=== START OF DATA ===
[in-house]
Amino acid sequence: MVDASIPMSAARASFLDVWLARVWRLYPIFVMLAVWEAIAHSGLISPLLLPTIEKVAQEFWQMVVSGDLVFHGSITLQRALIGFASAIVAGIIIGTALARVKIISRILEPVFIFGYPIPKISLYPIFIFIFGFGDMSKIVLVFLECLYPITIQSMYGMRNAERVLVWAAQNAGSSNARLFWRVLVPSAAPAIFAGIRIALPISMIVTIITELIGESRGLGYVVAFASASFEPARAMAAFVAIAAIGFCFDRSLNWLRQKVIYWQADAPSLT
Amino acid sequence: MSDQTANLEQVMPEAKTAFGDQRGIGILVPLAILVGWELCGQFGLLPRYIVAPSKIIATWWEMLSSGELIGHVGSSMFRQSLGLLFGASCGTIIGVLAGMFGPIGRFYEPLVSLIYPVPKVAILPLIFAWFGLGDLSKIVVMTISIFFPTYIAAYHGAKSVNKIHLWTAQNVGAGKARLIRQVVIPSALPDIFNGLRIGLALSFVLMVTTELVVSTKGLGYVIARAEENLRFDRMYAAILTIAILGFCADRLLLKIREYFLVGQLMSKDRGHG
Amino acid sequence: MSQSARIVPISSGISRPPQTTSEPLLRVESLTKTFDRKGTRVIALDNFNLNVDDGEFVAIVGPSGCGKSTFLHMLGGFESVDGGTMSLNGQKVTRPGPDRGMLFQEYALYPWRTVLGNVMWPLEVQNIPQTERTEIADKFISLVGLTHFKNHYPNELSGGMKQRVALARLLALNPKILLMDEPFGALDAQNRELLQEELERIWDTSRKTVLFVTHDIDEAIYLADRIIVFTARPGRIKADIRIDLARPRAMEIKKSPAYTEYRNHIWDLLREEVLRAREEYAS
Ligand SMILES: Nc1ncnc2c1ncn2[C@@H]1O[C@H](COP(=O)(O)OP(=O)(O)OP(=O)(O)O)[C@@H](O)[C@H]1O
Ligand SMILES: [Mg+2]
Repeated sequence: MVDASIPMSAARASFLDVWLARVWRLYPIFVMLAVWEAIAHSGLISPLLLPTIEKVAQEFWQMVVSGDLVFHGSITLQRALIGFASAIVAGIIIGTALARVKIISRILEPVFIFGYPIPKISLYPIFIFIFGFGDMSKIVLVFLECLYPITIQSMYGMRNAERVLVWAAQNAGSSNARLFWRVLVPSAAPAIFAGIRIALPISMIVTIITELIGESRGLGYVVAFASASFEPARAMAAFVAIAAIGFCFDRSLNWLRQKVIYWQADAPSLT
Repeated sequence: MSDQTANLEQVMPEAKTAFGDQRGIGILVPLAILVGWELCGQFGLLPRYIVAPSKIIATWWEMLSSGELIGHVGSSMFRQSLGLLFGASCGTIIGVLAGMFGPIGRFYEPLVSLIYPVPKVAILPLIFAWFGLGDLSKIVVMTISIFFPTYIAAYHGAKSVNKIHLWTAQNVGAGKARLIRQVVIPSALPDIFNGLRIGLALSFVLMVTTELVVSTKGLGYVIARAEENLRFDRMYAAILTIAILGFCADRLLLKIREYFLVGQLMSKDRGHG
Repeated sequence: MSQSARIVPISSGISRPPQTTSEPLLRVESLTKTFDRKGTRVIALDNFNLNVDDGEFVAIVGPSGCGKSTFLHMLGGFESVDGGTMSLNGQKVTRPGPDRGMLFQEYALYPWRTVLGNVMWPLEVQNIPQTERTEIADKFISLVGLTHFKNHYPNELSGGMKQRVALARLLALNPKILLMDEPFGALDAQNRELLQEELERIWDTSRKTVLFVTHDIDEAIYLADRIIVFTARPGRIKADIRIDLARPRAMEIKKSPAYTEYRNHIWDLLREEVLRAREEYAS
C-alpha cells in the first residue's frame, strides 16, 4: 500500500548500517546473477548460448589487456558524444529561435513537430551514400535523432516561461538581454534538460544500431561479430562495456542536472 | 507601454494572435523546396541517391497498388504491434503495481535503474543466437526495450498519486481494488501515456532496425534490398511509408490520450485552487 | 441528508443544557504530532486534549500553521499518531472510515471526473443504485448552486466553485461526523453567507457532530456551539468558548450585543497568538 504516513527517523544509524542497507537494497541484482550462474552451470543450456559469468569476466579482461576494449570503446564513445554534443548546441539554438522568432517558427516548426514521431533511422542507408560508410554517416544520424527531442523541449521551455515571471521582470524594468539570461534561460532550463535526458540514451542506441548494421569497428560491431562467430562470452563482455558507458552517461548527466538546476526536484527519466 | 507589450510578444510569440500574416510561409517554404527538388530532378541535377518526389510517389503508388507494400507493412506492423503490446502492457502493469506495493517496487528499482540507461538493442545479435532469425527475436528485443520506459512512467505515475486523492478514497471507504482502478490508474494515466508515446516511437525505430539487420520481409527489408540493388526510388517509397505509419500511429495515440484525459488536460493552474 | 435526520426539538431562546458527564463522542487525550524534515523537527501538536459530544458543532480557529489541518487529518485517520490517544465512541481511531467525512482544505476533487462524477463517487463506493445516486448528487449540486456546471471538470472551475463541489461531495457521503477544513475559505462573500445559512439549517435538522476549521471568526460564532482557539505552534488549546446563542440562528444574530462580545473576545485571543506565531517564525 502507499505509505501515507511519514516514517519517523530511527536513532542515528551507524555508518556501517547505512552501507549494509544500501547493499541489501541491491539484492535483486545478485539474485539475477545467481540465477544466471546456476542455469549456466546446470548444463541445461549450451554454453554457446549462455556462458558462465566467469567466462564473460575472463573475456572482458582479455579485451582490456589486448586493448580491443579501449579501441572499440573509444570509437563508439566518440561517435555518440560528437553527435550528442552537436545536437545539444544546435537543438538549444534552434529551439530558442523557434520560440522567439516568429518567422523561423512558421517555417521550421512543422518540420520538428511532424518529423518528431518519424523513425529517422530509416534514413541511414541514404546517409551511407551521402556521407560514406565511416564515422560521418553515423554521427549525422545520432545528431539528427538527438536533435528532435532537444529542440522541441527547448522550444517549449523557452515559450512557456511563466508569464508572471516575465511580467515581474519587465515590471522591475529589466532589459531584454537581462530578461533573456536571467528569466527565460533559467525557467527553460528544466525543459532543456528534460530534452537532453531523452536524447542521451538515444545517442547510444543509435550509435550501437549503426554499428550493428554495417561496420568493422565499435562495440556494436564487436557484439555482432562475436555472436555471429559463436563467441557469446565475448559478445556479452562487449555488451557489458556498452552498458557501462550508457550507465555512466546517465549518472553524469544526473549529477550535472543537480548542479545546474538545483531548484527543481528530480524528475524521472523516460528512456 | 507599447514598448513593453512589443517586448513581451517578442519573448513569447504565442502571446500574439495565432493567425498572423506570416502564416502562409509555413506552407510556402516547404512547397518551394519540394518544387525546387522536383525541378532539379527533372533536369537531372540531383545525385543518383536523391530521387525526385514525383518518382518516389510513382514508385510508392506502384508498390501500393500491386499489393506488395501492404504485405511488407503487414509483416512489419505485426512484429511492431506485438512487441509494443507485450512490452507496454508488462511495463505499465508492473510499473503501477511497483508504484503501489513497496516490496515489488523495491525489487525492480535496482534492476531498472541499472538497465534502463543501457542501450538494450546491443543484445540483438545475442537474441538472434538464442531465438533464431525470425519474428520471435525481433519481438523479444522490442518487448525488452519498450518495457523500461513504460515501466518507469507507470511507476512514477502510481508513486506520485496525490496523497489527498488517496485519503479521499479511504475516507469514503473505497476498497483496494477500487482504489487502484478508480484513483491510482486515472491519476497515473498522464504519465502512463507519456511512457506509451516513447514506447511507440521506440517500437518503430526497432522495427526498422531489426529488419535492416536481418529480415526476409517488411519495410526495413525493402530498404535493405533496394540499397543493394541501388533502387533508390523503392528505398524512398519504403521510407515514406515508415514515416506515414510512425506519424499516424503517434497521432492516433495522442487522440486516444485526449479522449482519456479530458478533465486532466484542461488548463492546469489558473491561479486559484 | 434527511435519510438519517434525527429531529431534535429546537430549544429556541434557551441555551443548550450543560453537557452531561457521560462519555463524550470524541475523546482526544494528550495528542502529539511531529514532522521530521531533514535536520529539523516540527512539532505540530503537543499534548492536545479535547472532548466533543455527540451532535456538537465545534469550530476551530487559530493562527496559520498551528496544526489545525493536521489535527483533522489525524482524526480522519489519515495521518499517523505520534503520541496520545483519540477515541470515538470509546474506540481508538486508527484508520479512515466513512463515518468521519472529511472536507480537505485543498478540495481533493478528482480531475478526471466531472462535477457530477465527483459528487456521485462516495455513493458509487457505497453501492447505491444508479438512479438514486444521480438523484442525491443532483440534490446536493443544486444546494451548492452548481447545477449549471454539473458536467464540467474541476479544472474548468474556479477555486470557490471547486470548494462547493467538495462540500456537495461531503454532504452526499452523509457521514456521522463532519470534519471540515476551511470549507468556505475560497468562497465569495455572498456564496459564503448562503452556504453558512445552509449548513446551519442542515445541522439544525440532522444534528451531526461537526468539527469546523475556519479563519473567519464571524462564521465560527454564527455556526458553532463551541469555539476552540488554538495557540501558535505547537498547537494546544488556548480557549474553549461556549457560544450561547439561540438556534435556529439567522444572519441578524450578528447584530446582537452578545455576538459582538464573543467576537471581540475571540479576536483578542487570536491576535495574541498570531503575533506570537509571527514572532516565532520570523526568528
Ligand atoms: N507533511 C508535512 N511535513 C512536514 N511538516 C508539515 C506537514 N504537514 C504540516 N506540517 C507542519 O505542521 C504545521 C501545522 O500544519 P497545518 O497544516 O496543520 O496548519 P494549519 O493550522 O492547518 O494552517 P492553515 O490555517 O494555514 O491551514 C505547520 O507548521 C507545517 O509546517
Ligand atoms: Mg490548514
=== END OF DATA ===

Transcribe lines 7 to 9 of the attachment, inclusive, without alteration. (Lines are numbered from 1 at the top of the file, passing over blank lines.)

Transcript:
Repeated sequence: MVDASIPMSAARASFLDVWLARVWRLYPIFVMLAVWEAIAHSGLISPLLLPTIEKVAQEFWQMVVSGDLVFHGSITLQRALIGFASAIVAGIIIGTALARVKIISRILEPVFIFGYPIPKISLYPIFIFIFGFGDMSKIVLVFLECLYPITIQSMYGMRNAERVLVWAAQNAGSSNARLFWRVLVPSAAPAIFAGIRIALPISMIVTIITELIGESRGLGYVVAFASASFEPARAMAAFVAIAAIGFCFDRSLNWLRQKVIYWQADAPSLT
Repeated sequence: MSDQTANLEQVMPEAKTAFGDQRGIGILVPLAILVGWELCGQFGLLPRYIVAPSKIIATWWEMLSSGELIGHVGSSMFRQSLGLLFGASCGTIIGVLAGMFGPIGRFYEPLVSLIYPVPKVAILPLIFAWFGLGDLSKIVVMTISIFFPTYIAAYHGAKSVNKIHLWTAQNVGAGKARLIRQVVIPSALPDIFNGLRIGLALSFVLMVTTELVVSTKGLGYVIARAEENLRFDRMYAAILTIAILGFCADRLLLKIREYFLVGQLMSKDRGHG
Repeated sequence: MSQSARIVPISSGISRPPQTTSEPLLRVESLTKTFDRKGTRVIALDNFNLNVDDGEFVAIVGPSGCGKSTFLHMLGGFESVDGGTMSLNGQKVTRPGPDRGMLFQEYALYPWRTVLGNVMWPLEVQNIPQTERTEIADKFISLVGLTHFKNHYPNELSGGMKQRVALARLLALNPKILLMDEPFGALDAQNRELLQEELERIWDTSRKTVLFVTHDIDEAIYLADRIIVFTARPGRIKADIRIDLARPRAMEIKKSPAYTEYRNHIWDLLREEVLRAREEYAS